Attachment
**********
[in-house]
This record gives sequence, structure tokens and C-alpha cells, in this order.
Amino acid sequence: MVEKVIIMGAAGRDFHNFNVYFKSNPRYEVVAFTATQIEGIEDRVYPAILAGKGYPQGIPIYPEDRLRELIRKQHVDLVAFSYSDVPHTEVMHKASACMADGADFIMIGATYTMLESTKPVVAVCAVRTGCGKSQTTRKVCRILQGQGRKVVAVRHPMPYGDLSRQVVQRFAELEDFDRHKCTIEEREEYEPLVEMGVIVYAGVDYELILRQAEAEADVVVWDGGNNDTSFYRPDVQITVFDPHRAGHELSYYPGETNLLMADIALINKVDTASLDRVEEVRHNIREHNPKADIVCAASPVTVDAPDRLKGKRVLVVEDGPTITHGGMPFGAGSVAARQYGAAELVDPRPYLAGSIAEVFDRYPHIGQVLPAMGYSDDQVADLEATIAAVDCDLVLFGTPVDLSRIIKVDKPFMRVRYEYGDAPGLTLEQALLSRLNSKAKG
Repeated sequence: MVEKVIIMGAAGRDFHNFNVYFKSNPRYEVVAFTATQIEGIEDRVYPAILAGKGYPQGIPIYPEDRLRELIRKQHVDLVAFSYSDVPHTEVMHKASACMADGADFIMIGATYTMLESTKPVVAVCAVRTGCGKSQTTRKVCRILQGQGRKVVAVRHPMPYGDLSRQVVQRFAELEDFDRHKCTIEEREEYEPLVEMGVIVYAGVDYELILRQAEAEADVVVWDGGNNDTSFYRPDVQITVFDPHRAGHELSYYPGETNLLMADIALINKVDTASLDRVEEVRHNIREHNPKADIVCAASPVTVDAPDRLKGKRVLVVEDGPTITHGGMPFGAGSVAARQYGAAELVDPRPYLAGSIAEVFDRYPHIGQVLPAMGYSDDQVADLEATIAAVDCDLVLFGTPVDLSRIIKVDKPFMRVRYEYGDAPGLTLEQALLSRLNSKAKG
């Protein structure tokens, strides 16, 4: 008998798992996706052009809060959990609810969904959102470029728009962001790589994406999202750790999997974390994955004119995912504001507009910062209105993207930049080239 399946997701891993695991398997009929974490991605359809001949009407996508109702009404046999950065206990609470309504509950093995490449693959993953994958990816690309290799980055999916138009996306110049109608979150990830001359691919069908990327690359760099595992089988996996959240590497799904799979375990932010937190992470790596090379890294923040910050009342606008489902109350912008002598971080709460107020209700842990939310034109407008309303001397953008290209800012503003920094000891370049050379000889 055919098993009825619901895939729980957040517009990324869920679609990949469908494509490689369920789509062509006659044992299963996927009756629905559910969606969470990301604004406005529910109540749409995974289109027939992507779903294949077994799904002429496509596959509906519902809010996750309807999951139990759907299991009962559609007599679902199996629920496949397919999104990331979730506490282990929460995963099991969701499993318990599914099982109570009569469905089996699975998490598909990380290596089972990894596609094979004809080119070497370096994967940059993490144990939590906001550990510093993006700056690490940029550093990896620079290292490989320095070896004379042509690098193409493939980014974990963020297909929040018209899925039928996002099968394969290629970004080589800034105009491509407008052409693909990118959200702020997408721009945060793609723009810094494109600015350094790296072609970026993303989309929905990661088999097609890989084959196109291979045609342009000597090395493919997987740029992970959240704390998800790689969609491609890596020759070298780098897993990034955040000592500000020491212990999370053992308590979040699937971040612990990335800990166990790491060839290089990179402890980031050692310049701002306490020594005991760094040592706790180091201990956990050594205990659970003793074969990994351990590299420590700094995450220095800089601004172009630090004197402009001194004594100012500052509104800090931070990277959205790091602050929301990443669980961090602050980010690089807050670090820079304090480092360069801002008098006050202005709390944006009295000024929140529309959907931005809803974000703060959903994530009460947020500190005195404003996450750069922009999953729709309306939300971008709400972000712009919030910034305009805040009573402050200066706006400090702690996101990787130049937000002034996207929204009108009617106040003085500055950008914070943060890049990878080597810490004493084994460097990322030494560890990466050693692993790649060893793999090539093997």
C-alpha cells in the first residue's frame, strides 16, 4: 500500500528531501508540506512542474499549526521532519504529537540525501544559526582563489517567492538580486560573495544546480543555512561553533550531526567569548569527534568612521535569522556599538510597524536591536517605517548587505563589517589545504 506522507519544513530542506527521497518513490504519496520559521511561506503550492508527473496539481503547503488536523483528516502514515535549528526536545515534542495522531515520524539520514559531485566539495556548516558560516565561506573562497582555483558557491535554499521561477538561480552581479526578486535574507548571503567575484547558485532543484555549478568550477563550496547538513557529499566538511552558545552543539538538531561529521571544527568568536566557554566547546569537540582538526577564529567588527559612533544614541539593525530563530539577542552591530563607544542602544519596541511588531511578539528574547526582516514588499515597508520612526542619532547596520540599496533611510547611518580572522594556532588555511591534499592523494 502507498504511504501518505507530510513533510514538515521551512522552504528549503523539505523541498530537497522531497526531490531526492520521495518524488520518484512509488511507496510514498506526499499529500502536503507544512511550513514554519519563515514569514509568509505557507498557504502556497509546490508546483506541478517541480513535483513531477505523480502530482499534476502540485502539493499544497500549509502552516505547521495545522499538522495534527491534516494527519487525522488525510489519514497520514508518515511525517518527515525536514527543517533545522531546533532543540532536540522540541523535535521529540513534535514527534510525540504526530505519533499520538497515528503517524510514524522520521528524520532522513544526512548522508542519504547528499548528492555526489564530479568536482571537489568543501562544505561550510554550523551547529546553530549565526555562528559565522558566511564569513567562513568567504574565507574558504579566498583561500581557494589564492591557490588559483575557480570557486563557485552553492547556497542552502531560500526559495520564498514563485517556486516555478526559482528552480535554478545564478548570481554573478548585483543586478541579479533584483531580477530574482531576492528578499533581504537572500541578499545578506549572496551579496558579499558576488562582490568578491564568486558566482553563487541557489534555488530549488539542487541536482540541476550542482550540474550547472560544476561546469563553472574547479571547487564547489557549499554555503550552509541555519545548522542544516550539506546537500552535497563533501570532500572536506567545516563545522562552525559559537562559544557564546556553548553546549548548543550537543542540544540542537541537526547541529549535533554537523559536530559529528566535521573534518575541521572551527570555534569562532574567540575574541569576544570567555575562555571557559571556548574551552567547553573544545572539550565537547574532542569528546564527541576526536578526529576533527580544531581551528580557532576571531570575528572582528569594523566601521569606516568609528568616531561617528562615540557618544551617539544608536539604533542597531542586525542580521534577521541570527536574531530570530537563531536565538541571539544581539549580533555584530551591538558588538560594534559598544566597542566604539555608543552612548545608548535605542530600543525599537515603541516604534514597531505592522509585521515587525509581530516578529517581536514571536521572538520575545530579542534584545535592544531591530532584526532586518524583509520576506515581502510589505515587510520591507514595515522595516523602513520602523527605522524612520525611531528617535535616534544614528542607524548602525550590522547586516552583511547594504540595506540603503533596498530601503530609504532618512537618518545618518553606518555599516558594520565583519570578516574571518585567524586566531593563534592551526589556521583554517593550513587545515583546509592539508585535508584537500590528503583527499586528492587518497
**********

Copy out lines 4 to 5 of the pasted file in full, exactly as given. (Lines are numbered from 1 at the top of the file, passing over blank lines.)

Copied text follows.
Repeated sequence: MVEKVIIMGAAGRDFHNFNVYFKSNPRYEVVAFTATQIEGIEDRVYPAILAGKGYPQGIPIYPEDRLRELIRKQHVDLVAFSYSDVPHTEVMHKASACMADGADFIMIGATYTMLESTKPVVAVCAVRTGCGKSQTTRKVCRILQGQGRKVVAVRHPMPYGDLSRQVVQRFAELEDFDRHKCTIEEREEYEPLVEMGVIVYAGVDYELILRQAEAEADVVVWDGGNNDTSFYRPDVQITVFDPHRAGHELSYYPGETNLLMADIALINKVDTASLDRVEEVRHNIREHNPKADIVCAASPVTVDAPDRLKGKRVLVVEDGPTITHGGMPFGAGSVAARQYGAAELVDPRPYLAGSIAEVFDRYPHIGQVLPAMGYSDDQVADLEATIAAVDCDLVLFGTPVDLSRIIKVDKPFMRVRYEYGDAPGLTLEQALLSRLNSKAKG
């Protein structure tokens, strides 16, 4: 008998798992996706052009809060959990609810969904959102470029728009962001790589994406999202750790999997974390994955004119995912504001507009910062209105993207930049080239 399946997701891993695991398997009929974490991605359809001949009407996508109702009404046999950065206990609470309504509950093995490449693959993953994958990816690309290799980055999916138009996306110049109608979150990830001359691919069908990327690359760099595992089988996996959240590497799904799979375990932010937190992470790596090379890294923040910050009342606008489902109350912008002598971080709460107020209700842990939310034109407008309303001397953008290209800012503003920094000891370049050379000889 055919098993009825619901895939729980957040517009990324869920679609990949469908494509490689369920789509062509006659044992299963996927009756629905559910969606969470990301604004406005529910109540749409995974289109027939992507779903294949077994799904002429496509596959509906519902809010996750309807999951139990759907299991009962559609007599679902199996629920496949397919999104990331979730506490282990929460995963099991969701499993318990599914099982109570009569469905089996699975998490598909990380290596089972990894596609094979004809080119070497370096994967940059993490144990939590906001550990510093993006700056690490940029550093990896620079290292490989320095070896004379042509690098193409493939980014974990963020297909929040018209899925039928996002099968394969290629970004080589800034105009491509407008052409693909990118959200702020997408721009945060793609723009810094494109600015350094790296072609970026993303989309929905990661088999097609890989084959196109291979045609342009000597090395493919997987740029992970959240704390998800790689969609491609890596020759070298780098897993990034955040000592500000020491212990999370053992308590979040699937971040612990990335800990166990790491060839290089990179402890980031050692310049701002306490020594005991760094040592706790180091201990956990050594205990659970003793074969990994351990590299420590700094995450220095800089601004172009630090004197402009001194004594100012500052509104800090931070990277959205790091602050929301990443669980961090602050980010690089807050670090820079304090480092360069801002008098006050202005709390944006009295000024929140529309959907931005809803974000703060959903994530009460947020500190005195404003996450750069922009999953729709309306939300971008709400972000712009919030910034305009805040009573402050200066706006400090702690996101990787130049937000002034996207929204009108009617106040003085500055950008914070943060890049990878080597810490004493084994460097990322030494560890990466050693692993790649060893793999090539093997």